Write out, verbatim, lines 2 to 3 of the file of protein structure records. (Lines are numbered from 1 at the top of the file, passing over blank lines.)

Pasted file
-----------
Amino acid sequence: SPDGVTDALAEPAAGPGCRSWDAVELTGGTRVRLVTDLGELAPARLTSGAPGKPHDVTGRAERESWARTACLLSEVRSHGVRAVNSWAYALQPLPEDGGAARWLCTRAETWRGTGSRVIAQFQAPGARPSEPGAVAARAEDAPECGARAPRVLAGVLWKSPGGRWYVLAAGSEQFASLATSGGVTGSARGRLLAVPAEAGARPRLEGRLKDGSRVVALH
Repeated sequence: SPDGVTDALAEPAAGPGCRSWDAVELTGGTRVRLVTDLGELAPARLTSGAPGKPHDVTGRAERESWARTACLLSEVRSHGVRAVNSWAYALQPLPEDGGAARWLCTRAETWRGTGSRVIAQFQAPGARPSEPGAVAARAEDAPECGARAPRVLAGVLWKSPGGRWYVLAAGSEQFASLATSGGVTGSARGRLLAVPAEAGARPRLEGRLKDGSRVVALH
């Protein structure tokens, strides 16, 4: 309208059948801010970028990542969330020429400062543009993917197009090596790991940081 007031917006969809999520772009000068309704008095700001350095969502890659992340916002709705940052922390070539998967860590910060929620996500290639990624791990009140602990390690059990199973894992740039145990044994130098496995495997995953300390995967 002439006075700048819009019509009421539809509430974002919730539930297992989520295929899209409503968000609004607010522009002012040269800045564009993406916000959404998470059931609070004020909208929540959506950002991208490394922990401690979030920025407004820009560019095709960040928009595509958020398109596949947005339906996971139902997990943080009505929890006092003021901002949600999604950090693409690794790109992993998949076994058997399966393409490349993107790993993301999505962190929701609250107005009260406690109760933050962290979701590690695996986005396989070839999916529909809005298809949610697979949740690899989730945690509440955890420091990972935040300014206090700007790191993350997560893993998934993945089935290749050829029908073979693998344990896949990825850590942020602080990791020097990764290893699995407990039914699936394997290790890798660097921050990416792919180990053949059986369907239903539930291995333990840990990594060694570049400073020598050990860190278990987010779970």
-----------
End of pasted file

Repeated sequence: SPDGVTDALAEPAAGPGCRSWDAVELTGGTRVRLVTDLGELAPARLTSGAPGKPHDVTGRAERESWARTACLLSEVRSHGVRAVNSWAYALQPLPEDGGAARWLCTRAETWRGTGSRVIAQFQAPGARPSEPGAVAARAEDAPECGARAPRVLAGVLWKSPGGRWYVLAAGSEQFASLATSGGVTGSARGRLLAVPAEAGARPRLEGRLKDGSRVVALH
């Protein structure tokens, strides 16, 4: 309208059948801010970028990542969330020429400062543009993917197009090596790991940081 007031917006969809999520772009000068309704008095700001350095969502890659992340916002709705940052922390070539998967860590910060929620996500290639990624791990009140602990390690059990199973894992740039145990044994130098496995495997995953300390995967 002439006075700048819009019509009421539809509430974002919730539930297992989520295929899209409503968000609004607010522009002012040269800045564009993406916000959404998470059931609070004020909208929540959506950002991208490394922990401690979030920025407004820009560019095709960040928009595509958020398109596949947005339906996971139902997990943080009505929890006092003021901002949600999604950090693409690794790109992993998949076994058997399966393409490349993107790993993301999505962190929701609250107005009260406690109760933050962290979701590690695996986005396989070839999916529909809005298809949610697979949740690899989730945690509440955890420091990972935040300014206090700007790191993350997560893993998934993945089935290749050829029908073979693998344990896949990825850590942020602080990791020097990764290893699995407990039914699936394997290790890798660097921050990416792919180990053949059986369907239903539930291995333990840990990594060694570049400073020598050990860190278990987010779970």